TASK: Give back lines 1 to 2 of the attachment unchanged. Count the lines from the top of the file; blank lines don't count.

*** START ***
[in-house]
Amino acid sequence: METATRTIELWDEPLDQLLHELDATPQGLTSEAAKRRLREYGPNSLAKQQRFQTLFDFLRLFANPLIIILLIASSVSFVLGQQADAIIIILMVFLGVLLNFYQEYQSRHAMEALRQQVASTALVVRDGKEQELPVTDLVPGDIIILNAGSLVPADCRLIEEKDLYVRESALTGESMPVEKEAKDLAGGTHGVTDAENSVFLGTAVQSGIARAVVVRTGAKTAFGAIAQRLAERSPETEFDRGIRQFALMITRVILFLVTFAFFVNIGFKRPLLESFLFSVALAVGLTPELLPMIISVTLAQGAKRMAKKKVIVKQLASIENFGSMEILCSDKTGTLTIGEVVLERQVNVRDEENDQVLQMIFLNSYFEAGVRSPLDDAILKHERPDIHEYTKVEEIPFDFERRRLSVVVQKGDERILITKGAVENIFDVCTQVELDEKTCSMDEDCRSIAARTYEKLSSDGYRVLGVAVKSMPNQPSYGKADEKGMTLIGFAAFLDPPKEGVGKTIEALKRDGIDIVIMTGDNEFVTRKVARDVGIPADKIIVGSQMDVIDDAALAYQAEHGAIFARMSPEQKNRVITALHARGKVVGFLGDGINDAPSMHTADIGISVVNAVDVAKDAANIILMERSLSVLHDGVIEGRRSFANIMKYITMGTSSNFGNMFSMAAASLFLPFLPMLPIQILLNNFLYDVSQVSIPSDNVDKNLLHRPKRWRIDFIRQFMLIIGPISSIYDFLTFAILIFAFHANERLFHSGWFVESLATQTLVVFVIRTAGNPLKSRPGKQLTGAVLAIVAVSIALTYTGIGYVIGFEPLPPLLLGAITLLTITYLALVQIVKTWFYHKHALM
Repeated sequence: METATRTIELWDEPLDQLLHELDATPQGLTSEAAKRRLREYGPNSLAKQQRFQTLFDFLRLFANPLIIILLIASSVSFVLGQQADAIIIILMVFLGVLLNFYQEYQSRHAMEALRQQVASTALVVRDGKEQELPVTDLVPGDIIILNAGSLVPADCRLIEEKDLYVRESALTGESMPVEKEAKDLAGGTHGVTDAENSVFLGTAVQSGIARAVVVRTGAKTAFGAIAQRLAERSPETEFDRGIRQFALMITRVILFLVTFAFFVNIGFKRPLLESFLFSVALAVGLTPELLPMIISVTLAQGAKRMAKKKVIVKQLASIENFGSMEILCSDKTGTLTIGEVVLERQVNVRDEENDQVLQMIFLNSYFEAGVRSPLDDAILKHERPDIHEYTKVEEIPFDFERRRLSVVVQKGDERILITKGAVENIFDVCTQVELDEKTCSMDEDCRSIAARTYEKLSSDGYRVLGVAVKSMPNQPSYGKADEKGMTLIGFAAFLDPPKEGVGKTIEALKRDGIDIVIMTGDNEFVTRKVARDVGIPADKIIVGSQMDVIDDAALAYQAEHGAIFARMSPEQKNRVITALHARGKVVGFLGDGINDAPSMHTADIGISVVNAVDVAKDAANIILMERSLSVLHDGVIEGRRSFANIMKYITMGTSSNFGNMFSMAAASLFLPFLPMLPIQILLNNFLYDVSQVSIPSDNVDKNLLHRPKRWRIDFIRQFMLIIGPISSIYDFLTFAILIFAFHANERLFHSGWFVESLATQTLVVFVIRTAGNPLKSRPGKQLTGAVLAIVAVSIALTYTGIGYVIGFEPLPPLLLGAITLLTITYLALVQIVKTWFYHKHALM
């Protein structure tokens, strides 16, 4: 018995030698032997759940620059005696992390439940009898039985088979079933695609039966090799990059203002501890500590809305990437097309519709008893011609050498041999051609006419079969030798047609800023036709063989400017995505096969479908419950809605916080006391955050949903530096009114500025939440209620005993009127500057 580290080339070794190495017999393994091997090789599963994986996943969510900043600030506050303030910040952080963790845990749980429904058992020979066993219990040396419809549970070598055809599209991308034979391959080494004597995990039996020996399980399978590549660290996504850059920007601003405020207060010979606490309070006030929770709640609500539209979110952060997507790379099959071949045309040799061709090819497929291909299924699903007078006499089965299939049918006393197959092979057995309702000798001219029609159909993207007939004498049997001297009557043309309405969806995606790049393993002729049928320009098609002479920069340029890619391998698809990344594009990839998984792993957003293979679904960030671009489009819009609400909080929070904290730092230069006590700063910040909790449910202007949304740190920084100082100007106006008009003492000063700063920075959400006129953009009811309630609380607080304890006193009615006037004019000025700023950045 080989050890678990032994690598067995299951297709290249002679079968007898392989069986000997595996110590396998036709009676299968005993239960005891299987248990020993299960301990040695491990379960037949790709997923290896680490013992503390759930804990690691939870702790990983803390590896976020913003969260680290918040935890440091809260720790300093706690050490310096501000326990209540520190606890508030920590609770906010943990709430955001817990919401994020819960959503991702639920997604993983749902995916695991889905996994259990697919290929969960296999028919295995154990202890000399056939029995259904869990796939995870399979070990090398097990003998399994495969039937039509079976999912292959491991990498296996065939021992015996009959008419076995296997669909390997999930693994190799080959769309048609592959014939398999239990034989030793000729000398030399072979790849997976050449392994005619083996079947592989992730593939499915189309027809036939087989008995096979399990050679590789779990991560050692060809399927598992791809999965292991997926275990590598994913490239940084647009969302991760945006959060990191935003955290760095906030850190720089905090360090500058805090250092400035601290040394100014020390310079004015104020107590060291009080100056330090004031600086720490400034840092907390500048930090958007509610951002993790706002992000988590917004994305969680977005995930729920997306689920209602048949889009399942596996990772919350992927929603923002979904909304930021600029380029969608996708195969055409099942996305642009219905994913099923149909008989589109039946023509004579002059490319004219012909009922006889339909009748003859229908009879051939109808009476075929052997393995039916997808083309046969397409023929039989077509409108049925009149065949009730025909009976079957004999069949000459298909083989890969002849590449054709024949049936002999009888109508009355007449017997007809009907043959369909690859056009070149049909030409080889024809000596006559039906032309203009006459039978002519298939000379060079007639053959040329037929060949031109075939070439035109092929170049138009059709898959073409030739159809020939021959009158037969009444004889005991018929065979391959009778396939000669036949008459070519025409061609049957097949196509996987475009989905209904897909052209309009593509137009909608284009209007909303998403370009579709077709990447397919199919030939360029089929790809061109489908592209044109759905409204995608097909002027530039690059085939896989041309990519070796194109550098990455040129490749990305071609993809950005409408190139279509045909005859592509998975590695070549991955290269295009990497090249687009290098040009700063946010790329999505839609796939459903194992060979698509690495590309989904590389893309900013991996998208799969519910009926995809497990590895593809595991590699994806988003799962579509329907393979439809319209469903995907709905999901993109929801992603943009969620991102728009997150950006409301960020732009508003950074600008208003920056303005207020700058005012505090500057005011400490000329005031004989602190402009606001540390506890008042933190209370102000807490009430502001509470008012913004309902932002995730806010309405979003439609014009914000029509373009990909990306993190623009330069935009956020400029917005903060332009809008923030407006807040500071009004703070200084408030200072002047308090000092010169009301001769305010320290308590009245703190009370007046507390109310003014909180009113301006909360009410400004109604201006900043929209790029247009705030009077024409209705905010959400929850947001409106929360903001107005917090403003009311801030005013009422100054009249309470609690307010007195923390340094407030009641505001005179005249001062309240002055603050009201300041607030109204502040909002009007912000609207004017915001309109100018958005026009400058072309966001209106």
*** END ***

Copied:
[in-house]
Amino acid sequence: METATRTIELWDEPLDQLLHELDATPQGLTSEAAKRRLREYGPNSLAKQQRFQTLFDFLRLFANPLIIILLIASSVSFVLGQQADAIIIILMVFLGVLLNFYQEYQSRHAMEALRQQVASTALVVRDGKEQELPVTDLVPGDIIILNAGSLVPADCRLIEEKDLYVRESALTGESMPVEKEAKDLAGGTHGVTDAENSVFLGTAVQSGIARAVVVRTGAKTAFGAIAQRLAERSPETEFDRGIRQFALMITRVILFLVTFAFFVNIGFKRPLLESFLFSVALAVGLTPELLPMIISVTLAQGAKRMAKKKVIVKQLASIENFGSMEILCSDKTGTLTIGEVVLERQVNVRDEENDQVLQMIFLNSYFEAGVRSPLDDAILKHERPDIHEYTKVEEIPFDFERRRLSVVVQKGDERILITKGAVENIFDVCTQVELDEKTCSMDEDCRSIAARTYEKLSSDGYRVLGVAVKSMPNQPSYGKADEKGMTLIGFAAFLDPPKEGVGKTIEALKRDGIDIVIMTGDNEFVTRKVARDVGIPADKIIVGSQMDVIDDAALAYQAEHGAIFARMSPEQKNRVITALHARGKVVGFLGDGINDAPSMHTADIGISVVNAVDVAKDAANIILMERSLSVLHDGVIEGRRSFANIMKYITMGTSSNFGNMFSMAAASLFLPFLPMLPIQILLNNFLYDVSQVSIPSDNVDKNLLHRPKRWRIDFIRQFMLIIGPISSIYDFLTFAILIFAFHANERLFHSGWFVESLATQTLVVFVIRTAGNPLKSRPGKQLTGAVLAIVAVSIALTYTGIGYVIGFEPLPPLLLGAITLLTITYLALVQIVKTWFYHKHALM